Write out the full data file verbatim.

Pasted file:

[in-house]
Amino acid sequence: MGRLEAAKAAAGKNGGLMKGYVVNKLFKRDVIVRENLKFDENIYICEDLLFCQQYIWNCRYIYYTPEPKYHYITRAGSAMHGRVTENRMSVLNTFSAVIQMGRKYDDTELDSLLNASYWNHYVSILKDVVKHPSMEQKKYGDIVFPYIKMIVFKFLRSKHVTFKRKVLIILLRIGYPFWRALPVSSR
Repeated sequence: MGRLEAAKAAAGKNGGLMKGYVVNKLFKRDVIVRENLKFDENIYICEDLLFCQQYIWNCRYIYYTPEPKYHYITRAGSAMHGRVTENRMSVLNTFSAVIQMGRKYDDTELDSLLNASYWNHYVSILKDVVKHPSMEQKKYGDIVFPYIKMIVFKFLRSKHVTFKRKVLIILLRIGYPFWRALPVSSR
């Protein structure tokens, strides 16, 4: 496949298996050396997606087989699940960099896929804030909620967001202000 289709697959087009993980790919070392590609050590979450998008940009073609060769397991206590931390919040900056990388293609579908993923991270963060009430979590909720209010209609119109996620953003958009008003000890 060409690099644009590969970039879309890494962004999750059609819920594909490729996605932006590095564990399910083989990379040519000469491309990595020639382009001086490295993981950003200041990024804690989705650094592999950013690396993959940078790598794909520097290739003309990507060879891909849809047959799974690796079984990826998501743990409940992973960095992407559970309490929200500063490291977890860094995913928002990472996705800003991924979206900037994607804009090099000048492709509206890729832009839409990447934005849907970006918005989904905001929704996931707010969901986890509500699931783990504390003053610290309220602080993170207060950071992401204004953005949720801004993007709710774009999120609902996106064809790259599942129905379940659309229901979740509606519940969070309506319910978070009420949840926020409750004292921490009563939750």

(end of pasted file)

[in-house]
Amino acid sequence: MGRLEAAKAAAGKNGGLMKGYVVNKLFKRDVIVRENLKFDENIYICEDLLFCQQYIWNCRYIYYTPEPKYHYITRAGSAMHGRVTENRMSVLNTFSAVIQMGRKYDDTELDSLLNASYWNHYVSILKDVVKHPSMEQKKYGDIVFPYIKMIVFKFLRSKHVTFKRKVLIILLRIGYPFWRALPVSSR
Repeated sequence: MGRLEAAKAAAGKNGGLMKGYVVNKLFKRDVIVRENLKFDENIYICEDLLFCQQYIWNCRYIYYTPEPKYHYITRAGSAMHGRVTENRMSVLNTFSAVIQMGRKYDDTELDSLLNASYWNHYVSILKDVVKHPSMEQKKYGDIVFPYIKMIVFKFLRSKHVTFKRKVLIILLRIGYPFWRALPVSSR
């Protein structure tokens, strides 16, 4: 496949298996050396997606087989699940960099896929804030909620967001202000 289709697959087009993980790919070392590609050590979450998008940009073609060769397991206590931390919040900056990388293609579908993923991270963060009430979590909720209010209609119109996620953003958009008003000890 060409690099644009590969970039879309890494962004999750059609819920594909490729996605932006590095564990399910083989990379040519000469491309990595020639382009001086490295993981950003200041990024804690989705650094592999950013690396993959940078790598794909520097290739003309990507060879891909849809047959799974690796079984990826998501743990409940992973960095992407559970309490929200500063490291977890860094995913928002990472996705800003991924979206900037994607804009090099000048492709509206890729832009839409990447934005849907970006918005989904905001929704996931707010969901986890509500699931783990504390003053610290309220602080993170207060950071992401204004953005949720801004993007709710774009999120609902996106064809790259599942129905379940659309229901979740509606519940969070309506319910978070009420949840926020409750004292921490009563939750």